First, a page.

The second half saw Robin van Persie fouled Špiranović in 47', meaning he would miss the game against Chile. Van Persie tried to terrorize Australian defense, but was no avail. Daley Blind tried with a shoot on Australian net but it came fruitless. As the Dutch were trying to breakthrough, substitute Oliver Bozanić tormented Daryl Janmaat on the edge of the Dutch box. His cross hits Janmaat's arm, giving the Australians a needed penalty. Captain Mile Jedinak didn't miss it to make it 2–1 in 54', sending Australian fans to total celebration. However, it didn't last long as well, four minutes later, Memphis Depay managed to tackle the ball for Wesley Sneijder, which immediately returned to Depay and Depay gave a brilliant pass beyond the Australian defenders to van Persie, as the Dutch captain responded with an equalizer. From this point, the Dutch started to dominate the game, but still, Australia managed to keep scaring the Dutch. This changed when in 67', Oar exploded into space and had a chance, but blew it away; just a minute after Australia's wasted opportunity, from nowhere, Depay blasted off over Mathew Ryan to give the Dutch a 3–2 lead. Vlaar had a chance to double the tally in 74', but he missed it. In 81', Leckie gave a stunning free kick, but was prevented a goal by Nigel de Jong. In desperation, Ryan McGowan tried his luck in 89' with a long strike only to see the ball heading to the crowd. With the Australians entirely squeezed out of energy, the Dutch had more chances to score against the already tired Australian side, but Ryan managed to prevent all attempts. However, it was too little meaning as the Dutch celebrated its second victory after an insane thriller in Porto Alegre.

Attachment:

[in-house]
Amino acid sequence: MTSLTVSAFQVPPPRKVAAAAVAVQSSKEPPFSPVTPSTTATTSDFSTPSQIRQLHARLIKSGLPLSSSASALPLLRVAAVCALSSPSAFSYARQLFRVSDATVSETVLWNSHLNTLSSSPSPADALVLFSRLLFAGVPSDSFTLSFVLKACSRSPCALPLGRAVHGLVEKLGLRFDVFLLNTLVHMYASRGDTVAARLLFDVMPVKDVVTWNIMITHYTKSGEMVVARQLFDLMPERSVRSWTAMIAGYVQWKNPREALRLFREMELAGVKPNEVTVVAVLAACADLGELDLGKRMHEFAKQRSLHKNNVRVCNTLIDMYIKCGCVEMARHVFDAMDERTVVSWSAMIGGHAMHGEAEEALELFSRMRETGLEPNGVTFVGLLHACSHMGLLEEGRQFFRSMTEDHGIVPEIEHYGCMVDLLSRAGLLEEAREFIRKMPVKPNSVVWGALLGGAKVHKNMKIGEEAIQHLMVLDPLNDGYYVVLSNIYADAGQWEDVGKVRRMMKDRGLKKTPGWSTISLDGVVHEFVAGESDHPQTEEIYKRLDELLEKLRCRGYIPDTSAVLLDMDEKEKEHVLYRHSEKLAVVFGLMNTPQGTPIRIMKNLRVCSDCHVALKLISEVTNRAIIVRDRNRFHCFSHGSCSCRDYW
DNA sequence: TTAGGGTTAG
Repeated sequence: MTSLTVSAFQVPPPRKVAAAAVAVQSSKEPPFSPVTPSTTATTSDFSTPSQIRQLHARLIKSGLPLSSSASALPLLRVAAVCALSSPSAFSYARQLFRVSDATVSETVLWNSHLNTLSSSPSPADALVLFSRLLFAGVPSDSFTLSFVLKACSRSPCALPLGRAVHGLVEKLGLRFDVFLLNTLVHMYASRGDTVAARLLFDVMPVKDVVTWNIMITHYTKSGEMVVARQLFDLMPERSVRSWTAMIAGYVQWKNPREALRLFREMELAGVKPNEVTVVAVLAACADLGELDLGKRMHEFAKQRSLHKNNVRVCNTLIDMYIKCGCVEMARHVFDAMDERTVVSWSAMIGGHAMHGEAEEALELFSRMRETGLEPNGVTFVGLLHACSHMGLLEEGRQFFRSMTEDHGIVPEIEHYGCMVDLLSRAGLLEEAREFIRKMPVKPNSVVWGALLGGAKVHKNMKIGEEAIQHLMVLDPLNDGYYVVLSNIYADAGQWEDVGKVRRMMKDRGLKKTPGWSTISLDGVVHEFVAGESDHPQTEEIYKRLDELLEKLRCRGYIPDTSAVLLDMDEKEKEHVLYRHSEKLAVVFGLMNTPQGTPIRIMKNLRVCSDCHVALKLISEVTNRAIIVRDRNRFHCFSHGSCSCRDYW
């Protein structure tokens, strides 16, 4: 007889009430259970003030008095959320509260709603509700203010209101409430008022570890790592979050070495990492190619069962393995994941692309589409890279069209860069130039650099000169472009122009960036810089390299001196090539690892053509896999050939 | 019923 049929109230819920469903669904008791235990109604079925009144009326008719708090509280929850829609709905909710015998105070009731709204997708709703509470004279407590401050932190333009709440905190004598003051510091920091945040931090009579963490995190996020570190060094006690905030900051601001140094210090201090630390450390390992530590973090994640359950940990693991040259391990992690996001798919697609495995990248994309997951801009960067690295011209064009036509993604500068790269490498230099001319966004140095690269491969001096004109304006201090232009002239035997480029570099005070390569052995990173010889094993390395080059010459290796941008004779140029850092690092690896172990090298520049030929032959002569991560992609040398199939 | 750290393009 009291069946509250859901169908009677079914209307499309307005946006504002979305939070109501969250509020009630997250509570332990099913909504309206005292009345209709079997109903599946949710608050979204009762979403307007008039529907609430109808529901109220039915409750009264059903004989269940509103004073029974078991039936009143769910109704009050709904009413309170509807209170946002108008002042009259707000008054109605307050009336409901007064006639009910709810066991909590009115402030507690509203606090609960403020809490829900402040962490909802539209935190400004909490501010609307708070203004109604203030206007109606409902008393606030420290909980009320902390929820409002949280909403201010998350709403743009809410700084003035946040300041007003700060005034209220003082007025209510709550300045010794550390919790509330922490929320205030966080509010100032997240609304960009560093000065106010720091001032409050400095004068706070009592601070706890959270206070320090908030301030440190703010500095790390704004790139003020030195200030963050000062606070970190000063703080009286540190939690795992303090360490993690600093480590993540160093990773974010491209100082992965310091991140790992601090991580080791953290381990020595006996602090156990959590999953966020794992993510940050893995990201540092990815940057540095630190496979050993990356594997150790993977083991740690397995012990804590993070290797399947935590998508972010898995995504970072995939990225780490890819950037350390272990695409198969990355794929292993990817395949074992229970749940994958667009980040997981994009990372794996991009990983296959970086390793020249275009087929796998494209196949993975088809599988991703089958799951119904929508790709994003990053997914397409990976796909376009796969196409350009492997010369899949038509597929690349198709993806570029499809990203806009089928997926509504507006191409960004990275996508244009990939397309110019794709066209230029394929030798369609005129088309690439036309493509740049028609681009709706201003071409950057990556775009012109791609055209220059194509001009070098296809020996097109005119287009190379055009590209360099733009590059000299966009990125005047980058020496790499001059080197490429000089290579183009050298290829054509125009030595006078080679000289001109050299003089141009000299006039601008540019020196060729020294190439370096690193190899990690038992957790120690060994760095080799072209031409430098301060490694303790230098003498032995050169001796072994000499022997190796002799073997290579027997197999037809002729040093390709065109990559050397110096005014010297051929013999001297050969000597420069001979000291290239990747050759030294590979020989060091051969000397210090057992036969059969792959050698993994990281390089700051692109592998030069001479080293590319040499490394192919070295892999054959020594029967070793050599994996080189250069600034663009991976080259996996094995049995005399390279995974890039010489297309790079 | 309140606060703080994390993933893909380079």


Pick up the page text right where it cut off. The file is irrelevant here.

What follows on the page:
Man of the Match:
|1||Netherlands||2||2||0||0||8||3||+5||6||Advance to knockout stage|
Rules for classification: Tie-breaking criteria
The outcome, while not a surprise in result, was a complete surprise in term of performance. Nobody expected a much weaker Australia could produce a fair share, and even sometimes, dominant performance over the powerful Dutch side, only to fall from grace because of Memphis Depay. The heroic last stand of Australia impressed the public with a fearless performance, and greatly boosted the popularity of manager Ange Postecoglou in spite of the defeat. Many Australian fans continue to hold the match with pride, and some had criticized the Algerian referee for his favoritism to the Netherlands. Australia was officially eliminated when Chile cruised past Spain 2–0 in the later game.
Australia went on losing 0–3 to Spain, and finished bottom with no point, the only AFC team to be pointless in the tournament, but the performance in a difficult group gave Australia immense respects and avoided cricitism as the remaining AFC members (Iran, South Korea and Japan) disappointed in the whole tournament.
Tim Cahill's goal in the match against the Netherlands was later nominated as a Goal of the Tournament, but was beaten by Colombia's James Rodríguez, whose goal against Uruguay is nearly identical to Cahill's goal.
The Netherlands would go on to occupy third place finish, beating a demoralized host Brazil 3–0. After the third place achievement, the Netherlands then suffered a football drought, failing to qualify for the UEFA Euro 2016 and 2018 FIFA World Cup, before returning to UEFA Euro 2020. Australia, with nearly the same players, managed to win the 2015 AFC Asian Cup and later, qualified for the 2018 FIFA World Cup.
- 2014 FIFA World Cup
- Australia national soccer team
- Netherlands national football team